Children’s Tylenol Recall
In a lawsuit filed in Philadelphia, Daniel and Katy Moore of Ellensburg, Washington claimed that their son received a larger dose of acetaminophen than normal, which caused liver damage and ultimately was fatal to their two-year-old. These parents sued Tylenol’s manufacturer, Johnson & Johnson and its subsidiary, McNeil Consumer Healthcare. The Moore’s son died on July 23, 2010, the Philadelphia Inquirer reported.
Earlier in 2010, the FDA had recalled 43 varieties of Children’s Tylenol. Some of the recalled products included Tylenol Infant Drops, Children’s Tylenol Suspensions, Children’s Tylenol Plus Suspensions, Motrin Infant Drops, Children’s Motrin Suspensions, Children’s Zyrtec Liquid in Bottles and Children’s Benadryl Allergy Liquid. These medications were recalled in the US and 11 other countries because it was believed that some of the drugs contained a higher concentration of active ingredients that was specified. Some also contained tiny particles of metal and others held musty-smelling pills. The manufacturer recalled more that 136 million bottles of infants’ and childrens’ products.
These defective drugs had been linked to hundreds of serious illnesses and 30 deaths. Johnson & Johnson sent a letter to physicians and poison control centers that informed professionals about the recall. In the letter, J&J stated that some of the defective samples contained 24 percent more active ingredient than was required. This recall went down in history as the largest involving children’s medicines—nearly 70 percent of over-the-counter pediatric liquid medicines.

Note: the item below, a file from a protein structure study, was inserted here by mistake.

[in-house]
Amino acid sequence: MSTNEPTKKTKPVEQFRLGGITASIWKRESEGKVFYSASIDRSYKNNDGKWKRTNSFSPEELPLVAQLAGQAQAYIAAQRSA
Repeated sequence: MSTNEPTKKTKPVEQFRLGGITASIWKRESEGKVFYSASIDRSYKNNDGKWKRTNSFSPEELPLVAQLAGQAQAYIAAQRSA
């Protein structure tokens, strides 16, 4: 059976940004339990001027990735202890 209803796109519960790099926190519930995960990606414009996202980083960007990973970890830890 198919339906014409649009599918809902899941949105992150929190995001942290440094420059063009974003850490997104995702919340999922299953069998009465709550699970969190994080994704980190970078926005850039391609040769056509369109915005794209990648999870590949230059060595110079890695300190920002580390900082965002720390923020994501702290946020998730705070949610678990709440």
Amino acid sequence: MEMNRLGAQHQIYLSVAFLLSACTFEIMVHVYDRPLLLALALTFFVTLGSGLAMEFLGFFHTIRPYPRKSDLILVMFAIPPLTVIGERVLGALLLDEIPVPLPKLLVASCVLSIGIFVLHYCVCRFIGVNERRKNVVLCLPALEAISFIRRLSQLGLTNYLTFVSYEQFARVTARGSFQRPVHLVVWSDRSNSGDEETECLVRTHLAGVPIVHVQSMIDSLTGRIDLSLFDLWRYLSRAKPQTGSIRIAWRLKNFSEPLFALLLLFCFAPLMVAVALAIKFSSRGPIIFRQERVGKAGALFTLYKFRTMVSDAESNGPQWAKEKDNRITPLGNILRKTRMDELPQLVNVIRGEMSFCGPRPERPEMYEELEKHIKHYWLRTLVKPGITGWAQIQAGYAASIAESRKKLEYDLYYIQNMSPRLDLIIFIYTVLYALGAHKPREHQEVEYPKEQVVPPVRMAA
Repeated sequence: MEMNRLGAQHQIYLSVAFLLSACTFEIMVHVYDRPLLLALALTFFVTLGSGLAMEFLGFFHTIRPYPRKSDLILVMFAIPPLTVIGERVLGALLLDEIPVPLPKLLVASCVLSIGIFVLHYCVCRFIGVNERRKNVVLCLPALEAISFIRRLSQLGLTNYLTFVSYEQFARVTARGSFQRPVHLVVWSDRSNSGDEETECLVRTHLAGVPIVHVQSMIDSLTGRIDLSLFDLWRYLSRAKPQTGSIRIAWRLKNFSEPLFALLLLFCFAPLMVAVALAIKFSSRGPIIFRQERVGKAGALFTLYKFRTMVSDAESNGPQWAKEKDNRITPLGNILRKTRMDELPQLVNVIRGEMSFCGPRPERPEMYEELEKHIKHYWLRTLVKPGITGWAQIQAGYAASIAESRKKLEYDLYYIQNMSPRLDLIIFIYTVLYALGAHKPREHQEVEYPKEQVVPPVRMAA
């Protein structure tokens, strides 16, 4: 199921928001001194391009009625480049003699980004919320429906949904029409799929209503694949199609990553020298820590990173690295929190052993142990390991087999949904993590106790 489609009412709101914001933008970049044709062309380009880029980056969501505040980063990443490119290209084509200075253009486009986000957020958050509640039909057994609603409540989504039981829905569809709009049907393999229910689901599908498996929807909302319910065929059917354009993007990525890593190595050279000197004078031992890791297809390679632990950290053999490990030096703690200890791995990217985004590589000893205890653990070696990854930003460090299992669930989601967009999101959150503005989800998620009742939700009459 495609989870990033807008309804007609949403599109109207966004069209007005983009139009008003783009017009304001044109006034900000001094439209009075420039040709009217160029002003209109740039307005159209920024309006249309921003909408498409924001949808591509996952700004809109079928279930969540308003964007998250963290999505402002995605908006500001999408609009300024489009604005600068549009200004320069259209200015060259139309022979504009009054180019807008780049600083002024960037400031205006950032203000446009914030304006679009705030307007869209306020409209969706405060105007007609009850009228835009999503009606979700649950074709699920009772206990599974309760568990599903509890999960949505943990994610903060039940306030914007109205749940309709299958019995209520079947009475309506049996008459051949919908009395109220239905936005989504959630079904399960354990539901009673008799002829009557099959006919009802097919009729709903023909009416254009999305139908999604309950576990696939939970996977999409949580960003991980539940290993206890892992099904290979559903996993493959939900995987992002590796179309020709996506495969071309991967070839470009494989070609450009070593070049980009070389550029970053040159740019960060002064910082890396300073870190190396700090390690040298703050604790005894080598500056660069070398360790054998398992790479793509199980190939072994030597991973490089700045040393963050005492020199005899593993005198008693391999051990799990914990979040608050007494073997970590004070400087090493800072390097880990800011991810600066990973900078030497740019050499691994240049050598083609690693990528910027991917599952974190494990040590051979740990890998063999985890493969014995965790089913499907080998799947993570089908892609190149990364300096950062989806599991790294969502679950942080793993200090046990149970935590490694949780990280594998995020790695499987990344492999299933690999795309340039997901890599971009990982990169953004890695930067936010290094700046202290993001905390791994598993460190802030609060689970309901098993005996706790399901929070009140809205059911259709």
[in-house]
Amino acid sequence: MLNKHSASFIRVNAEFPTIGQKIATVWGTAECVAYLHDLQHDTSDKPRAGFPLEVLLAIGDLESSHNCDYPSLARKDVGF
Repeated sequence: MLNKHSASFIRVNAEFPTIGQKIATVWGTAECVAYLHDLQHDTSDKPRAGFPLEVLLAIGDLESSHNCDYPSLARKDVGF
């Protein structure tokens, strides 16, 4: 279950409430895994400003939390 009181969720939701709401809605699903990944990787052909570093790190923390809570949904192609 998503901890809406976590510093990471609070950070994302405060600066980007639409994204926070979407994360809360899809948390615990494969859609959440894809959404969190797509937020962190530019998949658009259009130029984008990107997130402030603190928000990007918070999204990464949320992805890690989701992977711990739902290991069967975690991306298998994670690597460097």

The FDA had received 775 complaints related to the use of the medications from 2008 through 2010. After the recall, the agency continued getting adverse reports and there were seven more deaths reported. The FDA began to investigate the manufacturing procedures at a plant in Fort Washington, PA, where these medicines were made. There was also an investigation into the processes of McNeil Consumer Healthcare, and the FDA looked into other plants in Lancaster, PA and Pideras, Puerto Rico.
During the inspection at the Fort Washington, PA plant, more than 20 manufacturing problems were identified, which included the lack of proper testing for contaminated products. The FDA placed the blame on McNeil for failing to correct issues, even after receiving 46 consumer complaints regarding foreign materials in the drugs. McNeil was also charged with knowingly using contaminated materials to make the recalled drugs.